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[Opinion] Abolitionists

Posted May. 23, 2004 22:32,   


A recent buzzword is “abolition theory.” Abolitionists believe that something should be eliminated in the world in order to make a better society. They think that Seoul National University should be abolished in order to eliminate the superiority of an academic clique, and that some press should disappear so that five grains and all sorts of flowers of public opinion may be fully ripened. They did not say this in public, but there will be lots of things to be abolished. Here are some controversy tips for them.

First, they have to find and present the evidence saying the seriousness of the problems caused by the existence of the should-be-abolished. They should continue to develop so-called strong motive issues. It is natural to want to eliminate things harmful to society. However, supporters of this will be negligible if there are slightly appropriate functions to those things. Abolitionists should present evidence that the objects to be abolished are obstacles to realizing a righteous society because it is not that easy to persuade others that an object is defective but not an obstacle, or why an object should be abolished among its many hindrances.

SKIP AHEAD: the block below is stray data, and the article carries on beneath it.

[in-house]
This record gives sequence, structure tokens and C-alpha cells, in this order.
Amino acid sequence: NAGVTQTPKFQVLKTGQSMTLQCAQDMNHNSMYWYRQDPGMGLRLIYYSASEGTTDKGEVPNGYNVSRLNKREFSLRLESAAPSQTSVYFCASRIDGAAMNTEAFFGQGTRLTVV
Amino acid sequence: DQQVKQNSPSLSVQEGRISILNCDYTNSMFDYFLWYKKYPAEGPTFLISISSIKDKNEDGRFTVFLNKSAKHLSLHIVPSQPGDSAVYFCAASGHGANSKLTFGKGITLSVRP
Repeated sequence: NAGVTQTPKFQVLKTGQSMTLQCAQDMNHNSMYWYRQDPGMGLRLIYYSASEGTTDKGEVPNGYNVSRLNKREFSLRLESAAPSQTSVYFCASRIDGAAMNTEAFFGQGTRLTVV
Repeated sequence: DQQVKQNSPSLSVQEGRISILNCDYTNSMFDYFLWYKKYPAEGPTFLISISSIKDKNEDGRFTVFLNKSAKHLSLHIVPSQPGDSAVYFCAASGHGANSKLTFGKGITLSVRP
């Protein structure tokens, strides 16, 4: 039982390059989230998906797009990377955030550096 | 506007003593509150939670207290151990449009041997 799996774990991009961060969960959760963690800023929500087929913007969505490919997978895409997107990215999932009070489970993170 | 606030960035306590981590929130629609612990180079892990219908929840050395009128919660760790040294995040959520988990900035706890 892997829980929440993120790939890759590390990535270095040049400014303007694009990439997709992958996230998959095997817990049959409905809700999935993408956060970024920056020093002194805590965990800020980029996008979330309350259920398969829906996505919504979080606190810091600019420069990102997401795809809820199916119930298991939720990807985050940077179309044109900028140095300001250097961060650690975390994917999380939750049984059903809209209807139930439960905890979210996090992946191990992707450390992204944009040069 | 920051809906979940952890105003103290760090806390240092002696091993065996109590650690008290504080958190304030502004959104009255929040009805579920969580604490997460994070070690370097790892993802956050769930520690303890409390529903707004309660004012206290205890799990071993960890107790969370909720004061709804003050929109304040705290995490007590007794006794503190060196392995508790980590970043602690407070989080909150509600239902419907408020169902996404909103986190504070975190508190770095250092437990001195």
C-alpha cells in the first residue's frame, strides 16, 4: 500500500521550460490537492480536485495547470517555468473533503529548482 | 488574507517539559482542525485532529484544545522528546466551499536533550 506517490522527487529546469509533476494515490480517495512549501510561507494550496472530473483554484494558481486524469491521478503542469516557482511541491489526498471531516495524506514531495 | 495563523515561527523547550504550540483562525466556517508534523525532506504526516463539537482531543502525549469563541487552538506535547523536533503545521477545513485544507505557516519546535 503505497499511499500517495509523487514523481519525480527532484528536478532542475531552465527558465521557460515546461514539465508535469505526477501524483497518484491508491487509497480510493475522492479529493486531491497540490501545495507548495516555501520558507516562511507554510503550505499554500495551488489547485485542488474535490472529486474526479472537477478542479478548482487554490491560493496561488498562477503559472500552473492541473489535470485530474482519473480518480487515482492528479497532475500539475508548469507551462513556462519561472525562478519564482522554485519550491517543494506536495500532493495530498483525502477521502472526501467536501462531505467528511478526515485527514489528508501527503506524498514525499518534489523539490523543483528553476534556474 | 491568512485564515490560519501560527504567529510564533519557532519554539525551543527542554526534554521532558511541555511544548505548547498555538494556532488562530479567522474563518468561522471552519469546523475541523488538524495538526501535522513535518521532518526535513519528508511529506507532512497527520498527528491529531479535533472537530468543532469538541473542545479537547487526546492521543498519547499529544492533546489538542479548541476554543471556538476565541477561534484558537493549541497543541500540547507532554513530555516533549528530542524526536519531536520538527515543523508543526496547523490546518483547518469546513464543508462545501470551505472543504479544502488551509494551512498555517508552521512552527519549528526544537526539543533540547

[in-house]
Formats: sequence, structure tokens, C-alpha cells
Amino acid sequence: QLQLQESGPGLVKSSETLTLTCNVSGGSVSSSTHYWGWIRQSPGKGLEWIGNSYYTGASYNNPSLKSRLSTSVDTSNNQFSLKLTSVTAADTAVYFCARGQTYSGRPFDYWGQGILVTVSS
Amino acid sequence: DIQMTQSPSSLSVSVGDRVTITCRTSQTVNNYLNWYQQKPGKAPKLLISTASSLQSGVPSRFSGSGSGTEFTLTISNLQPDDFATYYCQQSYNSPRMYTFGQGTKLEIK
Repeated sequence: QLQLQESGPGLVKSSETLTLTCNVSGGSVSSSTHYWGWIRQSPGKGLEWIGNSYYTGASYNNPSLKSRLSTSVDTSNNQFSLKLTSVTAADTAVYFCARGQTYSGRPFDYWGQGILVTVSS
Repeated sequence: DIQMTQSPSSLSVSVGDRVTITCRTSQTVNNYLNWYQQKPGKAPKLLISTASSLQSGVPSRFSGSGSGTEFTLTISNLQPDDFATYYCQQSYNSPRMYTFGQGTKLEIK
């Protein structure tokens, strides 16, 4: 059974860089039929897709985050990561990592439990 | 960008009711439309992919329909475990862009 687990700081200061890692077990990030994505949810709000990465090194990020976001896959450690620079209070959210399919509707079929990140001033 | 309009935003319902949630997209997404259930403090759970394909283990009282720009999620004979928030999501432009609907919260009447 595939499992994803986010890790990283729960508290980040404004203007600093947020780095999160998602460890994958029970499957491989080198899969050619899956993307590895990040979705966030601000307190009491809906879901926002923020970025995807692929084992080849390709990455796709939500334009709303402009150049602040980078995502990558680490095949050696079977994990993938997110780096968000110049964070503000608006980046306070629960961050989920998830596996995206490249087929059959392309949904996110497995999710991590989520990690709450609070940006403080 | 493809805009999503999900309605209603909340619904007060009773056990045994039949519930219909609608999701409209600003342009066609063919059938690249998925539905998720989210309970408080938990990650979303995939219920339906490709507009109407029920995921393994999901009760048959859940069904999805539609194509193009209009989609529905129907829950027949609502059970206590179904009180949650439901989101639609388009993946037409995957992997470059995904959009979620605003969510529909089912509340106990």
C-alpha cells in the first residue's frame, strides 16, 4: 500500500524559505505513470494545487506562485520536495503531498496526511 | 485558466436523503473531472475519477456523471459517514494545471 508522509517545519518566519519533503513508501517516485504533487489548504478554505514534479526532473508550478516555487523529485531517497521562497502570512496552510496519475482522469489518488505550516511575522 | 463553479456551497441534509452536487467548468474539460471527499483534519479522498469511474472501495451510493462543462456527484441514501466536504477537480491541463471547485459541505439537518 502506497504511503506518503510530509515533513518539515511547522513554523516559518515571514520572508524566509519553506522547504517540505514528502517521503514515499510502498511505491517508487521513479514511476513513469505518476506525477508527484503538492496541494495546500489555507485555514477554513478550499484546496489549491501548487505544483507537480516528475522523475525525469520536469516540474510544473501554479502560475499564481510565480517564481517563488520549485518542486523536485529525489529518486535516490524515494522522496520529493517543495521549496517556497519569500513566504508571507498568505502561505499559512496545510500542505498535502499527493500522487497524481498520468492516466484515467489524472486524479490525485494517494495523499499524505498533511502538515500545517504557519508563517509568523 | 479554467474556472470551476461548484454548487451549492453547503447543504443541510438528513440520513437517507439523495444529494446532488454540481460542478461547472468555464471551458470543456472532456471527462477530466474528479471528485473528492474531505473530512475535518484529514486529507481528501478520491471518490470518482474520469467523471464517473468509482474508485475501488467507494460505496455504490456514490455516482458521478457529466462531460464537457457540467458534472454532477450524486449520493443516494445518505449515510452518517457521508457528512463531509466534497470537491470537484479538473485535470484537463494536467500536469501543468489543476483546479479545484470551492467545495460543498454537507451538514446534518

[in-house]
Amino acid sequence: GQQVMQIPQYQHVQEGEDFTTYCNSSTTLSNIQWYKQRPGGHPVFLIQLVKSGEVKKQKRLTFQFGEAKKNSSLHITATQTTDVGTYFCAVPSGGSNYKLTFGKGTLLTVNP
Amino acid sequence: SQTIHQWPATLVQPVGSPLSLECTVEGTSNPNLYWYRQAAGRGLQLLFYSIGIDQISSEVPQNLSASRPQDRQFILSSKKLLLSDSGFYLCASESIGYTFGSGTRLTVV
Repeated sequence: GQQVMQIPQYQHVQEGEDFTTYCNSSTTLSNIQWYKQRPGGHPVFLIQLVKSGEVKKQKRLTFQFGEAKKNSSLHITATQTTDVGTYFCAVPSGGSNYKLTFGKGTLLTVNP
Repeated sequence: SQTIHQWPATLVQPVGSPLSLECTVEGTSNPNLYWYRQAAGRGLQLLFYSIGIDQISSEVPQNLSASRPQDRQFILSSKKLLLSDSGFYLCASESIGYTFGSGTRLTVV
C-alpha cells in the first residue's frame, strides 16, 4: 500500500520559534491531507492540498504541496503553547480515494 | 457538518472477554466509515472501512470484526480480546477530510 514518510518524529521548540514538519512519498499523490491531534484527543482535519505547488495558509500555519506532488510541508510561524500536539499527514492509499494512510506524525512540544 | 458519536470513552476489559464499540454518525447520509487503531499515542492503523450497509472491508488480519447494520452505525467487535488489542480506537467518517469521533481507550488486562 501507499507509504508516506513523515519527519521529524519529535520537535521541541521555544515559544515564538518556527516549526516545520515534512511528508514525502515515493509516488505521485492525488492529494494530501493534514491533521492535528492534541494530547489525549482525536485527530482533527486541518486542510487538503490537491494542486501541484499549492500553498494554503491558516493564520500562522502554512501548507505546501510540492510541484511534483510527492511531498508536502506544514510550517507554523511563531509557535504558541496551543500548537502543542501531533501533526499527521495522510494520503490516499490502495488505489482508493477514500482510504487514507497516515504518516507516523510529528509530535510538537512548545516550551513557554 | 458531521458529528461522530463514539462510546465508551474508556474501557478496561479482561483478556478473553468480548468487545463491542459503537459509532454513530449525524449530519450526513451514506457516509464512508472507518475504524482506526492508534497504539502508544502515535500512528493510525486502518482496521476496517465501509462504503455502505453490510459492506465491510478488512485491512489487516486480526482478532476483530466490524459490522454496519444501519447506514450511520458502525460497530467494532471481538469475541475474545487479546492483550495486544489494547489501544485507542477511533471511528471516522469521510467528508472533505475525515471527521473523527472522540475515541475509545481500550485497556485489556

Secondly, they have to show a curing vision that shows previously stated serious problems have clearly been resolved after abolition. It is difficult to win disputes if there is room for reiteration of the problems instead of improvements after the abolition. Lastly, the abolition cost should be persuasive. It takes time, space, and money just to burn up the trash; abolishing something accumulated with capital and logic over a long period of time will require even more effort and expense. It is hard to achieve a victory in the argument if it is better to live with them just because the cost and efforts for the abolition are too big.

Arguments are proposals from those who want change. Supporters of maintaining the status quo are often lazy and loose because they only have to succeed their ancestor’s achievements. Accordingly, it is the abolitionists’ job to collect evidence heading into a dispute, leading, and winning the dispute. They should be diligent, logical, and patient and have guts. They have to fight the law of inertia, which hardly disappears once it has occurred. It is too good to spend such enormous energy on abolishing something.

Guest editorial writer Park Sung-Hee, Ewha Women’s University, shpark1@ewha.ac.kr